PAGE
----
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Thousands of brain tumour stem cells, that form a neurosphere, were generated in cell culture from a small number of cells that has been surgically removed from an adult human glioblastoma multiformae.
Thousands of brain tumour stem cells, that form a neurosphere, were generated in cell culture from a small number of cells that has been surgically removed from an adult human glioblastoma multiformae.

Cancer research

Cancer stem cells spur hope, skepticism Add to ...

Not all cancer cells are created equal, and a growing number of Canada's top cancer scientists are wondering if they've made a deadly mistake by targeting the wrong ones.

The buzz these days is all about cancer stem cells – cells that have the ability to renew themselves as well as generate other types of cells in a tumour, just as true stem cells spawn tissue of various types.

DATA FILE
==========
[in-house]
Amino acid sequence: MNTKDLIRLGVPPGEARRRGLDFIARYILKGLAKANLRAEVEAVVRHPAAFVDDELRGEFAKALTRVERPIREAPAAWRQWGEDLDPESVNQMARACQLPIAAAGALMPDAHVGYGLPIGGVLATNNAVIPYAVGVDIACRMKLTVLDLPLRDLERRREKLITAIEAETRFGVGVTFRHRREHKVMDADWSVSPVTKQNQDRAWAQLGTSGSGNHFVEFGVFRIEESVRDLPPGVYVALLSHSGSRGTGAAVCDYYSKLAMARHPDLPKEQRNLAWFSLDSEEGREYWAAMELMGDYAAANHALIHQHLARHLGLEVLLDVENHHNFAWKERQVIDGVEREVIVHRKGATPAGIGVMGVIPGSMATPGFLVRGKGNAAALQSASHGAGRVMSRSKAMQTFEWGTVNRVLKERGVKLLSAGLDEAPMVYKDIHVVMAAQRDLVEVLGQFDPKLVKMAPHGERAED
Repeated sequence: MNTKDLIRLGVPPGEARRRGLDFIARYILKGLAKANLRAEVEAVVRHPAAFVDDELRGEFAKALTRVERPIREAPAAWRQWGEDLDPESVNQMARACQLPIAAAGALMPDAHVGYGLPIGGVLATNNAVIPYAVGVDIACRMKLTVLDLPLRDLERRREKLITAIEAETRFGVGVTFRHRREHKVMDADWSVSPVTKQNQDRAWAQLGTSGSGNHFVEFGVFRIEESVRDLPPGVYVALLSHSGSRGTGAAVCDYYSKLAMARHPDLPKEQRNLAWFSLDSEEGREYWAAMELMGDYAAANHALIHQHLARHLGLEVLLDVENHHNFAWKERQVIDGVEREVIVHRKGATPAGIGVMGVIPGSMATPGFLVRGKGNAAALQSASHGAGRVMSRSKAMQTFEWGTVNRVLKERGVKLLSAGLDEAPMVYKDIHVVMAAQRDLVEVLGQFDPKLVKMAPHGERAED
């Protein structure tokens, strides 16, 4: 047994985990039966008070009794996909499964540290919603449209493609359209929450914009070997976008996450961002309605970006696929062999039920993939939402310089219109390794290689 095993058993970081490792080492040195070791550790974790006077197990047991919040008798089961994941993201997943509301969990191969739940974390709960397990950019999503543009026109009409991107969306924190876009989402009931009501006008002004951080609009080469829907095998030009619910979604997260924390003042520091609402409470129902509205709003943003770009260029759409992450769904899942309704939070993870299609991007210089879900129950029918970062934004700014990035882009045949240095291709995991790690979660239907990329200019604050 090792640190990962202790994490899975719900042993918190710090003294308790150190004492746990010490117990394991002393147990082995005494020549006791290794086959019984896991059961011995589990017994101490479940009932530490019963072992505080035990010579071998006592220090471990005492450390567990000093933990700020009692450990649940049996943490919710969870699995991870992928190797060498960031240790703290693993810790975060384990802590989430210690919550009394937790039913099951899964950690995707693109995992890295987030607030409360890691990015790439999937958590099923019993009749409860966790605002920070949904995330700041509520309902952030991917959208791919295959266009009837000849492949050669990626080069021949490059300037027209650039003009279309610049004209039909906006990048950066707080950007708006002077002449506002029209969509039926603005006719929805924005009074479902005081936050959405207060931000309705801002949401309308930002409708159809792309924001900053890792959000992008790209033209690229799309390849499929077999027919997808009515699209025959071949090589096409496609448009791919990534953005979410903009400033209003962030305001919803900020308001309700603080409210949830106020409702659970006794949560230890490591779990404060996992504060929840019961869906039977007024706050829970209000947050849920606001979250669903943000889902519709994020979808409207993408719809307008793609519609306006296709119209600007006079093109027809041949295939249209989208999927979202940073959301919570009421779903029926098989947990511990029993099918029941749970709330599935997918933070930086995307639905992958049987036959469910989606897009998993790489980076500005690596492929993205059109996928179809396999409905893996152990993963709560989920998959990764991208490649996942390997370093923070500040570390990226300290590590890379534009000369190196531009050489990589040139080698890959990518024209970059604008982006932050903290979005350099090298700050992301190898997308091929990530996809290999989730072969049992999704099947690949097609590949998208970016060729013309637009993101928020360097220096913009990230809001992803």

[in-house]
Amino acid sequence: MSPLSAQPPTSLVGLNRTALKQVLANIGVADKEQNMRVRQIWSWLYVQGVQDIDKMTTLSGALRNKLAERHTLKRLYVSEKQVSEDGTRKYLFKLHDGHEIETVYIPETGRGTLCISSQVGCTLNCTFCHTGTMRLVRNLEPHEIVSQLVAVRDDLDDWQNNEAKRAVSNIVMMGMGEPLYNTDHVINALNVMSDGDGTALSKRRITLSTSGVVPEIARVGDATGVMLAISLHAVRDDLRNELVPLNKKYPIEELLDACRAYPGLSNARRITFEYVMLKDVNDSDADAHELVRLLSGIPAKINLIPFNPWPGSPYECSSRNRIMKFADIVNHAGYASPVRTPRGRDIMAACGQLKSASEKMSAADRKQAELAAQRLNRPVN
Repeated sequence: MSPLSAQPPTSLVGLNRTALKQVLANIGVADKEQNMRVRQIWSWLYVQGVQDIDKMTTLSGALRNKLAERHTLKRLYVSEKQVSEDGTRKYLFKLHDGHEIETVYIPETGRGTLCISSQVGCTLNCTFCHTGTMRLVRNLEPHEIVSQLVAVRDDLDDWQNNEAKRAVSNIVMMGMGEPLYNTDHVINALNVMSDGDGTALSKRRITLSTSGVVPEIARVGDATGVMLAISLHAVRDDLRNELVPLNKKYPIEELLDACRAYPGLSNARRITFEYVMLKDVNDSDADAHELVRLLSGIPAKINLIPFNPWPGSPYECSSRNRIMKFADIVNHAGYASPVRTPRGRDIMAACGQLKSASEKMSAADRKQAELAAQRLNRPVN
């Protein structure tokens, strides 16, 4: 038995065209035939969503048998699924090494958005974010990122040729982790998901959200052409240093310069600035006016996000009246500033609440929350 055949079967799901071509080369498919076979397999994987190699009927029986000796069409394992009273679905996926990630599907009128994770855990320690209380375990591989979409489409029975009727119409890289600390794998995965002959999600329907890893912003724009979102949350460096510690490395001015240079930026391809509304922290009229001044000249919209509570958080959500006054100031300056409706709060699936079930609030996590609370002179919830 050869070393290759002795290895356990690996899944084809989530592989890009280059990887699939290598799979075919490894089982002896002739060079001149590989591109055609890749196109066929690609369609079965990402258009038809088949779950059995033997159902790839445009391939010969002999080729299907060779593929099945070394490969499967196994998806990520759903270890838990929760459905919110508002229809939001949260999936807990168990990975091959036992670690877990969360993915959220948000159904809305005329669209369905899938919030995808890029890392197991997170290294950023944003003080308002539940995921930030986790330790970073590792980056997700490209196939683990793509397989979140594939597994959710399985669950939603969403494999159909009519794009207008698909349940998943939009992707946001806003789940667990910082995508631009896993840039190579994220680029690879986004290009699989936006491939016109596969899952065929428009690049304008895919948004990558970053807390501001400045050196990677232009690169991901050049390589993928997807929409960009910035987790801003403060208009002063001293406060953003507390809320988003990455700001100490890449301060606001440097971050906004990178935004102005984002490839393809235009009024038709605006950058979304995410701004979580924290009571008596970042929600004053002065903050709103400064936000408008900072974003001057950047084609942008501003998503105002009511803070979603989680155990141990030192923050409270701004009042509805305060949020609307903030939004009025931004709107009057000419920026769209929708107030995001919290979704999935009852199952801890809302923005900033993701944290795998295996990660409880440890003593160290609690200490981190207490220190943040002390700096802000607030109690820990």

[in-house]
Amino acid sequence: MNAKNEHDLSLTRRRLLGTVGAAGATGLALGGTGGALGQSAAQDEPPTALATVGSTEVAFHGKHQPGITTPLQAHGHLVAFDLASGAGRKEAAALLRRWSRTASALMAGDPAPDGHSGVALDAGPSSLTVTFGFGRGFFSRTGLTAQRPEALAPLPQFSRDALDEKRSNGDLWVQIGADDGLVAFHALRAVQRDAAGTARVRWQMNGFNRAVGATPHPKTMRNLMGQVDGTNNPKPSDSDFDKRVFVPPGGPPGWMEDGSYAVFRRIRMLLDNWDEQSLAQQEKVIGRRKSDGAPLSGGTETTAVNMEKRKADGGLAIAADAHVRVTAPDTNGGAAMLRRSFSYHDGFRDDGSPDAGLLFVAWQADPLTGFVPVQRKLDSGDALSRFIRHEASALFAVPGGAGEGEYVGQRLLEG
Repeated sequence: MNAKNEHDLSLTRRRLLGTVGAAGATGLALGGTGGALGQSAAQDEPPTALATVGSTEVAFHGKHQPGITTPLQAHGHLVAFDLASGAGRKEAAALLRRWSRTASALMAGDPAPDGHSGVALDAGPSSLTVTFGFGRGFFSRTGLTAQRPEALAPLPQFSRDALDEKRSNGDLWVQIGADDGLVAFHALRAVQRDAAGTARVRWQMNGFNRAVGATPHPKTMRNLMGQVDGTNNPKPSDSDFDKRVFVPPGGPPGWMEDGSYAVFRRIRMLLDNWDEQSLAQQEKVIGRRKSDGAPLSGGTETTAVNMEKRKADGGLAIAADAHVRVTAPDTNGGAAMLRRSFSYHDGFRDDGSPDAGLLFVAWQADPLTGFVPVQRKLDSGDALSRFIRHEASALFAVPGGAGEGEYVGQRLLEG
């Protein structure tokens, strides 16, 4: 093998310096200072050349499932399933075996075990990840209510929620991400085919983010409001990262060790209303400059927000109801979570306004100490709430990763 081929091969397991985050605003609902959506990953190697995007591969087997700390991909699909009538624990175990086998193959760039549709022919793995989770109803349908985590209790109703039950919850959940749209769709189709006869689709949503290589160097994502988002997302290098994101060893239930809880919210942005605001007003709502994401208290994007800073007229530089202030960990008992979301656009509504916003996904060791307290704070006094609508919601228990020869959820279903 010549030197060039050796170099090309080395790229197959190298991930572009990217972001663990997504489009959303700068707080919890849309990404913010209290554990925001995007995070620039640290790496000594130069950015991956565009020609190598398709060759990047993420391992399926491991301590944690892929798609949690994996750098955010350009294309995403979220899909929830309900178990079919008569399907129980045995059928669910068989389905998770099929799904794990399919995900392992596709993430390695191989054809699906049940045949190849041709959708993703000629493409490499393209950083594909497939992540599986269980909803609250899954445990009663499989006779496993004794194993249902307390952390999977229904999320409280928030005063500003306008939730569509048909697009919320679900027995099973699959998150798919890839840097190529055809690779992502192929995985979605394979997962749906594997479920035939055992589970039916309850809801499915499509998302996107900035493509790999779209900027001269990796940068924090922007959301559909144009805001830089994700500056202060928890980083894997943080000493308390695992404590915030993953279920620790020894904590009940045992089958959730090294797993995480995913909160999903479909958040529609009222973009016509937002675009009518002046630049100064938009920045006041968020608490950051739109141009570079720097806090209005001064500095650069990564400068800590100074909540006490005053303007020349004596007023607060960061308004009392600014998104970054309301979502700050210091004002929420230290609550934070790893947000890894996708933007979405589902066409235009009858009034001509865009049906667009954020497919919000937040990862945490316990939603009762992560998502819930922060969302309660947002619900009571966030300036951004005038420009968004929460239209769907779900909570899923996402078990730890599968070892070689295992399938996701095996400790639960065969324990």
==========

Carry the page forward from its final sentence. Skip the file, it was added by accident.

Researchers once believed that all cancer cells could make a tumour grow. But mounting evidence suggests that this rare, aggressive sub-type may be the engine driving cancer growth, as well as the majority of recurrences, which up until now have been difficult to explain.

Much of the interest springs from the fact that these cells are highly resistant to most common chemotherapy and radiation therapies. The proportion of stem cells in a tumour spikes over the course of treatment as non-stem cells perish and resilient stem cells stand their ground.

But in a groundbreaking study published this month in the journal Cell, researchers at the MIT and Harvard joint venture, The Broad Institute, identified for the first time a chemical, salinomycin, shown to selectively kill stem cells that common chemotherapies leave behind, opening the door to new, two-pronged, attack strategies that target both non-stem and stem cells.